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OverTheWire Leviathan – Level 6

Executable leviathan6 prompts the user for a 4-digit password. Reviewing the executable with ltrace, strace, and strings produces nothing obvious, so let’s move on to the next most obvious step — brute-forcing.

There’re plenty of different ways to write up a script to brute-force leviathan6‘s 4-digit password. For this instance, I’m just going to use a for-loop.

Continue reading “OverTheWire Leviathan – Level 6”

OverTheWire Leviathan – Level 2

When listing leviathan2‘s user directory we again find an ELF 32-bit executable, printfile, with the SETUID bit set.

ltrace output:

leviathan2@leviathan:~$ ltrace ./printfile '/etc/leviathan_pass/leviathan2'
 __libc_start_main(0x804852b, 2, 0xffffd764, 0x8048610 
 access("/etc/leviathan_pass/leviathan2", 4)      = 0
 snprintf("/bin/cat /etc/leviathan_pass/lev"…, 511, "/bin/cat %s", "/etc/leviathan_pass/leviathan2") = 39
 geteuid()                                        = 12002
 geteuid()                                        = 12002
 setreuid(12002, 12002)                           = 0
 system("/bin/cat /etc/leviathan_pass/lev"…ougahZi8Ta
  
 --- SIGCHLD (Child exited) ---
 <… system resumed> )                           = 0
 +++ exited (status 0) +++
Continue reading “OverTheWire Leviathan – Level 2”

OverTheWire Leviathan – Level 1

Listing the directory of user leviathan1 reveals a ELF 32-bit executable with it’s SETUID bit set.

leviathan1@leviathan:~$ ls -la
 total 28
 drwxr-xr-x  2 root       root       4096 Oct 29  2018 .
 drwxr-xr-x 10 root       root       4096 Oct 29  2018 ..
 -rw-r--r--  1 root       root        220 May 15  2017 .bash_logout
 -rw-r--r--  1 root       root       3526 May 15  2017 .bashrc
 -r-sr-x---  1 leviathan2 leviathan1 7452 Oct 29  2018 check
 -rw-r--r--  1 root       root        675 May 15  2017 .profile
 leviathan1@leviathan:~$ file check
 check: setuid ELF 32-bit LSB executable, Intel 80386, version 1 (SYSV), dynamically linked, interpreter /lib/ld-linux.so.2, for GNU/Linux 2.6.32, BuildID[sha1]=c735f6f3a3a94adcad8407cc0fda40496fd765dd, not stripped
Continue reading “OverTheWire Leviathan – Level 1”

Port Knocking & Knockd Configuration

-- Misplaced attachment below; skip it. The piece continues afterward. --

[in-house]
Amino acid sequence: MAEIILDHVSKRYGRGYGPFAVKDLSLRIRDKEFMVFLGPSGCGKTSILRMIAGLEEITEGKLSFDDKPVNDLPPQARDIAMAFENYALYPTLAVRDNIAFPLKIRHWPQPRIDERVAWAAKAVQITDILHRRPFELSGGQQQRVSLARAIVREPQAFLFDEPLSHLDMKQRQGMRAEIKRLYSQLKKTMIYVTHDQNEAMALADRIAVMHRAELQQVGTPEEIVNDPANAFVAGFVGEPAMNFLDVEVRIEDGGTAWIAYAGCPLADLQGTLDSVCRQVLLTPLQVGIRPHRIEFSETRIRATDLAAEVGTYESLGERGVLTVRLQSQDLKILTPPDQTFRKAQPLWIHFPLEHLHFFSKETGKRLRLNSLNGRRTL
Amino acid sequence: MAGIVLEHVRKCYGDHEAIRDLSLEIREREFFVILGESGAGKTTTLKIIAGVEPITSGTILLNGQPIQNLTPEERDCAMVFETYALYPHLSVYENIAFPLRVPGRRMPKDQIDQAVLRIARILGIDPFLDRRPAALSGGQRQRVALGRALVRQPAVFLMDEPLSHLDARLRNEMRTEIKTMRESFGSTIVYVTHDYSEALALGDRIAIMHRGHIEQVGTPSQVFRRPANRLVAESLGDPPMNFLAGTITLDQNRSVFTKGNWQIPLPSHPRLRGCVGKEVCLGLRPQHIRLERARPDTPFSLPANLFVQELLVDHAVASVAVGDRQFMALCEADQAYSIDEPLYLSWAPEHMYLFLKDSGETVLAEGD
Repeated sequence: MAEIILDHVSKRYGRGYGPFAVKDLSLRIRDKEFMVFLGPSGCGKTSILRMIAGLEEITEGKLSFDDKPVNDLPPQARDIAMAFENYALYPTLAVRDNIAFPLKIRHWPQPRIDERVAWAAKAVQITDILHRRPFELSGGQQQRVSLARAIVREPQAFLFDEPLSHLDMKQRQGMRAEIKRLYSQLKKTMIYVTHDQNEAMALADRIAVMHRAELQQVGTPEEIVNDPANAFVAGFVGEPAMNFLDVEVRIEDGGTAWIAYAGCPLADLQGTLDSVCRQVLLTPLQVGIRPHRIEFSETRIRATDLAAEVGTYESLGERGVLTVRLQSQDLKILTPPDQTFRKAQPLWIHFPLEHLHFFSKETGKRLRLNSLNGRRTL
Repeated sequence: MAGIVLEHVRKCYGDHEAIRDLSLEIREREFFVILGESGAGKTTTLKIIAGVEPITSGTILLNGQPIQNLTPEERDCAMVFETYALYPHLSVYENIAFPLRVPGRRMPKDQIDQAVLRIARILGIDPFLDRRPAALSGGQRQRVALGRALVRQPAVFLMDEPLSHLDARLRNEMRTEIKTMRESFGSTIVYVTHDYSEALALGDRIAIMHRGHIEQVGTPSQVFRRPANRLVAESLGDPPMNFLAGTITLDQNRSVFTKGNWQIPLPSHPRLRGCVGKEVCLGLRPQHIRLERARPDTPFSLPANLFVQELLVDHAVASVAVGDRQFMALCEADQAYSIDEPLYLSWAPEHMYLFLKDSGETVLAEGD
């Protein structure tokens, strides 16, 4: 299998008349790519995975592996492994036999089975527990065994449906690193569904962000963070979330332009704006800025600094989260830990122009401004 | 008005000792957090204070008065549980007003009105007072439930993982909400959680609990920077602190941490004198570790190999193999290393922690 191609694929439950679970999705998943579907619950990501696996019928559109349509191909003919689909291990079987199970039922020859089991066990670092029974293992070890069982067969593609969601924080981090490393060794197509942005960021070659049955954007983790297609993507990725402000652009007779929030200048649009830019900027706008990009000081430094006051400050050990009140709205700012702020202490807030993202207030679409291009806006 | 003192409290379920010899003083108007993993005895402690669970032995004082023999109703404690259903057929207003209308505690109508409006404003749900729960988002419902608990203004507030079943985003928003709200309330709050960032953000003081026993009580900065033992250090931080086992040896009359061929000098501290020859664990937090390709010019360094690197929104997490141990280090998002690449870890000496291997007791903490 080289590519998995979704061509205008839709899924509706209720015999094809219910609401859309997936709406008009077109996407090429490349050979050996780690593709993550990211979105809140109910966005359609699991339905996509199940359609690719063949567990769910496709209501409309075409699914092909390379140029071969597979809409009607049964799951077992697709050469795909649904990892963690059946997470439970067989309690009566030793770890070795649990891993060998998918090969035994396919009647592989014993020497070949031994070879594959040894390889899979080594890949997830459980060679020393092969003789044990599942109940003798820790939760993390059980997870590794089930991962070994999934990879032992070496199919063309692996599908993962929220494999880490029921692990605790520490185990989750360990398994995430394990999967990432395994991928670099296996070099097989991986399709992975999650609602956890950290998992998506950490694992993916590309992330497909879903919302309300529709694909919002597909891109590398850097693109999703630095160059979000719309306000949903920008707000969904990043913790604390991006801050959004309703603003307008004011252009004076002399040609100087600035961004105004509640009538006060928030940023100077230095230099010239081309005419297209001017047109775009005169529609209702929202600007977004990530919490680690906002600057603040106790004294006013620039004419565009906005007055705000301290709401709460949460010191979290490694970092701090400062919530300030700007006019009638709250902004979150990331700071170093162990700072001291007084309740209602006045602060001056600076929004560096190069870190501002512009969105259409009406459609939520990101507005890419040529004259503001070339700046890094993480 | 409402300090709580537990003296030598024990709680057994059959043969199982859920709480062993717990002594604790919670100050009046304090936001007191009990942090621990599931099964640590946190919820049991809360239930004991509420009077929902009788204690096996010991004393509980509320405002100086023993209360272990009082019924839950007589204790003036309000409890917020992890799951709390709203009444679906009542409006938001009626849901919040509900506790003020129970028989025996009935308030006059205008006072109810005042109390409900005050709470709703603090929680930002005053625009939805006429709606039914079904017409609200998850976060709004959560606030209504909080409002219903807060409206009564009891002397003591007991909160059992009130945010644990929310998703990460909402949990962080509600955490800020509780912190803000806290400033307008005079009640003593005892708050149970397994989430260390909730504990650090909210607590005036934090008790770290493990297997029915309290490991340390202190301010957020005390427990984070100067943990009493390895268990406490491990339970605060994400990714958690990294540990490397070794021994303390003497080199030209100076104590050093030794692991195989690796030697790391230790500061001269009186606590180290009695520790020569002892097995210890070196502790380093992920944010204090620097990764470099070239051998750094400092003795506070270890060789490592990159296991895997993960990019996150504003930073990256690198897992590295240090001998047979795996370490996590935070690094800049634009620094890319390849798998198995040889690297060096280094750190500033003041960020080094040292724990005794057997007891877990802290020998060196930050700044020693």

What is port knocking? Port knocking is a method of securing external facing services – explicitly blocked by firewall rules – by enabling firewall access only in the event that a correct sequence of connection attempts to random predetermined ports is attempted. Upon receipt of a correct sequence of connection attempts, the firewall rules are modified on the requested server, temporarily enabling access to the service for the requesting client.

The popular port knocking tool, Knockd, allows users to customize a variety of options to tweak their Knockd deployment. A user might customize the length of the port knocking sequence, the ports specified, the protocol (TCP/UDP), the packet’s flag type(s) (syn, ack, fin…), timeout period, and even an alternate sequence of ports to close the connection.

Before we jump into defining the steps needed to install a Knockd instance, let’s see it in action…

Preliminary Nmap Scan

To start, I have a CentOS machine on my local network (IP – 192.168.1.14) with an SSH server configured and enabled on port 22. Knockd has been enabled and a firewall rule has been configured to block all incoming traffic destined for port 22 (ssh).

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CentOS Router Configuration for a Web Server

I wanted to follow up a previous post, where I described the process of configuring a CentOS router for the intention of creating a separate, internal LAN. There we simply deployed a router to separate an external WAN from our LAN and configured the router to pass along all traffic between the two interfaces.

This time I wanted to deploy a router for the purpose of serving content from an internal web server, to an external LAN or WAN.

While this is something that I used recently for a local hackathon, I believe it has greater “real world” application, and can be modified only slightly to accommodate the deployment of other services or applications.

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CentOS Router: Configuration in Vmware

In preparation for an upcoming hackathon, I began working with CentOS as a means to route traffic between two VMware machines: a ParrotOS machine, and a Metasploitable2 machine – both configured on different subnets.

For this tutorial I used the following:

  • VMware Workstation 15
  • ParrotOS
  • Metasploitable2
  • CentOS (Minimal Installation)

CentOS Router Configuration

First, let’s configure the CentOS router to forward traffic between the ParrotOS machine (residing on network 192.168.10.0) and the Metasploitable2 machine (residing on network 192.168.20.0).

Continue reading “CentOS Router: Configuration in Vmware”